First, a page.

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Editorial


A voice for the voiceless

There is nothing sunshiny about war; this is a lesson Sri Lankans have learned all over again in the last year and one they are bound to re-learn in the year 2007, if events of the past week speak true. There will always, in times of conflict, be a sidelining of civil liberties and human rights. These are times when the ‘bigger’ picture must override these concerns, or so the reigning administration would tell us.

As a citizenry, however, we are blessed with the ability to observe things more objectively. Not only are we a nation on the brink of full-scale war that will threaten security and the economy in an unprecedented fashion, but we are also teetering on the edge of being internationally snubbed as a pariah state thanks to an abysmal human rights record that has accompanied the escalation of tensions in the north east over the past year. Truth be told, the longer the state continues to treat human rights and conventions of war as things that may be swept under the carpet for the time being, the closer Sri Lanka comes to inviting two dangerous phenomena: (a) the imposition of UN sanctions; and (b) suspension either in part or whole of international funding.

In the year 2006, this tiny island in the Indian Ocean, earned the dubious honour of being the ‘most violent’ state in the Asian region. This violence that has gripped the north east and spilled over to Colombo, has displaced over 200,000 people and killed more than 3000 citizens – civilians, soldiers and LTTE cadres in the 365 days that ended one week ago. It is this violence and resultant insecurity and loss that is threatening every Sri Lankan’s inherent right to life, food and shelter. In besieged Vakarai, some 10,000 people live without food and water, the prevailing weather conditions having made it impossible to flee the area. The United Nations High Commission for Refugees (UNHCR) estimates the number of ‘new’ IDPs from last year’s fighting to have topped the 200,000 mark. If one were to pause a while to do the math, the results would prove astounding. More than one percent of Sri Lanka’s population is displaced. They live far from their homes, in appalling sanitary conditions and worse still – in a constant state of fear. To make matters worse, the government shows no regret or remorse when international agencies confirm that the air raids conducted on so-called rebel targets ended up killing and injuring innocent civilians, as was the case in the Padahuthurai fishing hamlet in Mannar last Tuesday. While it might be argued that the LTTE violates civilian security laws on almost a daily basis, and that with impunity, it is also a fact that a terrorist organisation is not bound by the same laws and conventions that bind a democratically elected government. The latter cannot, under any circumstances take cover under the ‘they did it first’ excuse; to retain its claim to legitimacy and differentiate itself from a terrorism outfit, the government should and must ensure the safety of ALL its citizens.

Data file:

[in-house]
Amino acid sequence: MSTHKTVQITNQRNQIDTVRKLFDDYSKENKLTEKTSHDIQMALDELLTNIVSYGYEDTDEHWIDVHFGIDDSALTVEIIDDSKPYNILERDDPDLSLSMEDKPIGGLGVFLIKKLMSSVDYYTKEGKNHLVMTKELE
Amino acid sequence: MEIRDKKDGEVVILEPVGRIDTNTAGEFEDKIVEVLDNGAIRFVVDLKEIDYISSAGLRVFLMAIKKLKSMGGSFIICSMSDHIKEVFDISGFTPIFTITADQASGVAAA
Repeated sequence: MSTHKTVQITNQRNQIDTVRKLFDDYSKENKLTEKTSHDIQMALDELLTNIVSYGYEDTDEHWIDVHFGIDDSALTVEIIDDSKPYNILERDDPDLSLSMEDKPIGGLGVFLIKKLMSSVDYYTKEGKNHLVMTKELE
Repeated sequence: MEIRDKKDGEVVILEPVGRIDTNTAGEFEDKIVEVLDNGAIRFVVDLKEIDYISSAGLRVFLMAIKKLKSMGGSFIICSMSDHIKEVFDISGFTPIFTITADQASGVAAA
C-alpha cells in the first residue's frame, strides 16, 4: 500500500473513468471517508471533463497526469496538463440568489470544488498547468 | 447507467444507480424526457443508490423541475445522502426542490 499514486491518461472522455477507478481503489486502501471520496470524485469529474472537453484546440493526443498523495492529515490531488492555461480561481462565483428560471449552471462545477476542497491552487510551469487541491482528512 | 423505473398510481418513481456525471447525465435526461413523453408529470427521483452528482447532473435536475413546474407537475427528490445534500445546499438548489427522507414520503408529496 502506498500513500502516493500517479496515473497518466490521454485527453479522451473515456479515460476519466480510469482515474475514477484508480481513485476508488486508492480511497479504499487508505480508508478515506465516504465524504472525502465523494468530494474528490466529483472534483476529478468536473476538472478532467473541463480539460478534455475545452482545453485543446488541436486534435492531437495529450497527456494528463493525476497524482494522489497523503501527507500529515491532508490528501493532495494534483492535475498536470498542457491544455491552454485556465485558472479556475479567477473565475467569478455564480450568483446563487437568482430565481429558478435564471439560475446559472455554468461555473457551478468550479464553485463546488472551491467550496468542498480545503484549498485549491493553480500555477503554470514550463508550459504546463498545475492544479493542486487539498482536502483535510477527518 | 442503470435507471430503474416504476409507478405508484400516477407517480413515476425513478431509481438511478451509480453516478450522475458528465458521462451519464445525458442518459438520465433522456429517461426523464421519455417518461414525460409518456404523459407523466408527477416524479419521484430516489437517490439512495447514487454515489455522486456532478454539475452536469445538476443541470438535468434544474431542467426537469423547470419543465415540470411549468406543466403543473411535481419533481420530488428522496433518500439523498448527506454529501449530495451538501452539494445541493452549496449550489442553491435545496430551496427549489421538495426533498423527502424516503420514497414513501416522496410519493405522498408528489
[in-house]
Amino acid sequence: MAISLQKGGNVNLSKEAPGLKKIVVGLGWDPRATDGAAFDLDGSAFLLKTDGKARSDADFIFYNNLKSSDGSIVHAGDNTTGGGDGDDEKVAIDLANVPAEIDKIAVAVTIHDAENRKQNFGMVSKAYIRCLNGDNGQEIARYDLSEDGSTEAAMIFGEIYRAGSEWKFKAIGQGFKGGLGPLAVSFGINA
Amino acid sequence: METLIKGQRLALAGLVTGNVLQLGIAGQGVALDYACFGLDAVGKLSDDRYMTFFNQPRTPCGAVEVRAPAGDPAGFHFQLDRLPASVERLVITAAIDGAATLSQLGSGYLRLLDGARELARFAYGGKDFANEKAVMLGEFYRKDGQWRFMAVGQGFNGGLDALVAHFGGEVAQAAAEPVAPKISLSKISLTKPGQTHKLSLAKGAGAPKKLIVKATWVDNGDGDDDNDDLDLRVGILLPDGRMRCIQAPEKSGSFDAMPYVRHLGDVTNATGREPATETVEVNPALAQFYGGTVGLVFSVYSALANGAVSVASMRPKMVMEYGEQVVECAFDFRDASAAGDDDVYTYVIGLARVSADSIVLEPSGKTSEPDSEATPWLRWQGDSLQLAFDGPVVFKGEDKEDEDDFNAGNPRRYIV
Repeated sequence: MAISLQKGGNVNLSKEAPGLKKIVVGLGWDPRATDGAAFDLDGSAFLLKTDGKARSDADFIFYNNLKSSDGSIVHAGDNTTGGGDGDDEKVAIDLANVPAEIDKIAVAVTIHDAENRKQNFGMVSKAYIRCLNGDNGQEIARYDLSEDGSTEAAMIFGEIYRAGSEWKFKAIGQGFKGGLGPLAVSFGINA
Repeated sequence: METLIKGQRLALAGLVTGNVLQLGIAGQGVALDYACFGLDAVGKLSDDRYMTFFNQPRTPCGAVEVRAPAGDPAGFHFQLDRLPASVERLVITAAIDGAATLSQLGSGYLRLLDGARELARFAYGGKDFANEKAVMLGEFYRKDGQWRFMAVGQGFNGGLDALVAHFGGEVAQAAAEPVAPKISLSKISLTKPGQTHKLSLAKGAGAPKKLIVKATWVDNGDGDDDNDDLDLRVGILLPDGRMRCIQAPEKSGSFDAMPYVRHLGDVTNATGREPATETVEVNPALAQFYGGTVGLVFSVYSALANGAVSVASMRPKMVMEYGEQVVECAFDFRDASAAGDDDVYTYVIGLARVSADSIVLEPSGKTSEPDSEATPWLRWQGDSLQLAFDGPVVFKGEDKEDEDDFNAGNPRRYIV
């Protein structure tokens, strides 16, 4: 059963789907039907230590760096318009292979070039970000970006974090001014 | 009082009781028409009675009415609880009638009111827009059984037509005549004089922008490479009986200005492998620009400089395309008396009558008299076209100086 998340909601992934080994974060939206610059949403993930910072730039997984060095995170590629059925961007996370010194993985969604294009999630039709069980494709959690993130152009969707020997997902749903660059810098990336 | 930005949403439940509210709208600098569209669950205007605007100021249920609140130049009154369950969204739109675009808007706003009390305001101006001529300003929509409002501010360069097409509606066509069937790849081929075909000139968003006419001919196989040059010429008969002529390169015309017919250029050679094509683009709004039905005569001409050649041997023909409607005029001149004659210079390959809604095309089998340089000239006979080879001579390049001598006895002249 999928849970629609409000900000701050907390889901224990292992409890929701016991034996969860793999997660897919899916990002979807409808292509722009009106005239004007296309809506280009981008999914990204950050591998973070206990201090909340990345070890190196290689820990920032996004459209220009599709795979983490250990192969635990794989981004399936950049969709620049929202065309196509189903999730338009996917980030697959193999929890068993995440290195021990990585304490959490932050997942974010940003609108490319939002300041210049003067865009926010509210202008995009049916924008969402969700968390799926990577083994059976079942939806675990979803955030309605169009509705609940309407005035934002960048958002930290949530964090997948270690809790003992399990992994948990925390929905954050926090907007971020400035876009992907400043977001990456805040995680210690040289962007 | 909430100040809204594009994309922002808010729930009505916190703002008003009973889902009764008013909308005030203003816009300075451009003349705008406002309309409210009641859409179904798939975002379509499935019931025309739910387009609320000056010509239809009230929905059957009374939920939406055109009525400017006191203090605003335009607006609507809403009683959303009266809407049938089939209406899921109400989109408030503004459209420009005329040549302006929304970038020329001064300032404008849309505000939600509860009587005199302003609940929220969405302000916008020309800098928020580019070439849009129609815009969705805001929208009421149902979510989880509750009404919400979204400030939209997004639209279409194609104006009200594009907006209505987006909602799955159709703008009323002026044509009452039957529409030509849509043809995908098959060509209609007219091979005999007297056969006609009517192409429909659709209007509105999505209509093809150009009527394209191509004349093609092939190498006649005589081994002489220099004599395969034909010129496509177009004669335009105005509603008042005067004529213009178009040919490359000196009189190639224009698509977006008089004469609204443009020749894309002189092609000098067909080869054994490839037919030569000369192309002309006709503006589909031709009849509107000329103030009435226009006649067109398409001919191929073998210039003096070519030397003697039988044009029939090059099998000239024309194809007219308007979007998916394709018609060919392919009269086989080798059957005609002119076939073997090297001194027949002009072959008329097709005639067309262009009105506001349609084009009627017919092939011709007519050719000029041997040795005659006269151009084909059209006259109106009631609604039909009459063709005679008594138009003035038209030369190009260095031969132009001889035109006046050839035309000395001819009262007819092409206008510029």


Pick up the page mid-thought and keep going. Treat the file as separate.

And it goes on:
Although far from the theatre of war, the scenario in Colombo is no better. Murders, abductions and constant checking and raiding have rendered people living in the capital susceptible to the deteriorating human rights situation elsewhere in the land.
Internationally, Sri Lanka is walking the tightrope, of this there is no doubt. Last week’s attack on Mannar had the UN Assistant Secretary for Humanitarian Affairs Margareta Wahlström, issue a tough warning to both parties to the conflict, charging that too often have both sides fallen short of their duty to protect civilians. Germany, which recently took over the presidency of the European Union has already ceased funding to Sri Lanka. Now it is being reported that with Germany at the helm of the 25 member body and the government’s dismal human rights record not showing signs of improvement, the EU’s recent proscription of the Tigers may be reversed, striking a blow to the very heart of Sri Lanka’s diplomatic efforts to have the ban effected in European states to prevent funding from the region filling Kilinochchi’s coffers. The best way to combat this threat would be for the government to take steps quickly to improve the human rights situation in the country.
But let us lay aside issues of international condemnation and the blackening of a nation’s image to ponder something a little closer to home:

Can we, as a nation, afford blanket immunity to the defence establishment and security forces personnel as the blatant disregard for the civilian ‘collateral’ continues? Can we weep copious tears and shake our fists LTTE-ward when civilian targets are attacked in the ‘south’ with a clear conscience, if we fail to speak on behalf of the innocents killed in those air struck fields of the north east? We cannot. It is only if we, the people, look on every single life as sacred and worthy of securing, shall each of us be safe.

Let us speak then today, for the civilians killed in Mannar and for the scores living in fear and impoverished conditions in Vakarai. Let us speak for the victims of the Ambalangoda, Nittambuwa and Kebethigollewa bus attacks and hold our government responsible for extra-judicial killings, abductions and arrests – (both ‘imminent’ and concluded) happening in this country. Let us pledge solidarity in safeguarding the freedom of expression or tomorrow, we may find ourselves stripped of the right to speak. And in the here and now, let us speak because we can still raise a voice. It is the only way to ensure that we will not be left without a spokesman when finally, they come for us.

 

 
   
 
 
   
 
 
   
 
 
   
 
 
   
 
 
   
 
 
   
 
 
   
 
 
   
 
 
   
 
 
   
 
 
   
 
 
   
 
 
   
 
 
   
 
 

 

 
     

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